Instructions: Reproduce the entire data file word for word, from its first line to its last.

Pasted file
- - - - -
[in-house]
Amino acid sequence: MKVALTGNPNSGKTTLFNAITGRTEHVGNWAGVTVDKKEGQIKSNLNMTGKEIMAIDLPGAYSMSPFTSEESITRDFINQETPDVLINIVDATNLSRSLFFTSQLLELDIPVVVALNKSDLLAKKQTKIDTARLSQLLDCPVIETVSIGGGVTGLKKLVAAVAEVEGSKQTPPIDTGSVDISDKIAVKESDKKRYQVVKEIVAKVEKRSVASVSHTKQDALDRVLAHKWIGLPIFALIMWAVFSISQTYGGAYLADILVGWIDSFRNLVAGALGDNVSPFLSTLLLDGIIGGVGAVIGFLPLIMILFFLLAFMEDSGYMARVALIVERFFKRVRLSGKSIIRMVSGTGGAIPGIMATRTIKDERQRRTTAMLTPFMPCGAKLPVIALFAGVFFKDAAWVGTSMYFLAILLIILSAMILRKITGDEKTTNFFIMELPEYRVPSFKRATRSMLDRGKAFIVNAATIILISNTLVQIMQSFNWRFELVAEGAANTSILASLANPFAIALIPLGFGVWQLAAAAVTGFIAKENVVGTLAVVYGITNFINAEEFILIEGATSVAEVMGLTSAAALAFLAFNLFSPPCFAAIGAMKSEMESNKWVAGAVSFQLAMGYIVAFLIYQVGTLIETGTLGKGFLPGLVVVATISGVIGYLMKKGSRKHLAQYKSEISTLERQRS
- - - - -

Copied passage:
[in-house]
Amino acid sequence: MKVALTGNPNSGKTTLFNAITGRTEHVGNWAGVTVDKKEGQIKSNLNMTGKEIMAIDLPGAYSMSPFTSEESITRDFINQETPDVLINIVDATNLSRSLFFTSQLLELDIPVVVALNKSDLLAKKQTKIDTARLSQLLDCPVIETVSIGGGVTGLKKLVAAVAEVEGSKQTPPIDTGSVDISDKIAVKESDKKRYQVVKEIVAKVEKRSVASVSHTKQDALDRVLAHKWIGLPIFALIMWAVFSISQTYGGAYLADILVGWIDSFRNLVAGALGDNVSPFLSTLLLDGIIGGVGAVIGFLPLIMILFFLLAFMEDSGYMARVALIVERFFKRVRLSGKSIIRMVSGTGGAIPGIMATRTIKDERQRRTTAMLTPFMPCGAKLPVIALFAGVFFKDAAWVGTSMYFLAILLIILSAMILRKITGDEKTTNFFIMELPEYRVPSFKRATRSMLDRGKAFIVNAATIILISNTLVQIMQSFNWRFELVAEGAANTSILASLANPFAIALIPLGFGVWQLAAAAVTGFIAKENVVGTLAVVYGITNFINAEEFILIEGATSVAEVMGLTSAAALAFLAFNLFSPPCFAAIGAMKSEMESNKWVAGAVSFQLAMGYIVAFLIYQVGTLIETGTLGKGFLPGLVVVATISGVIGYLMKKGSRKHLAQYKSEISTLERQRS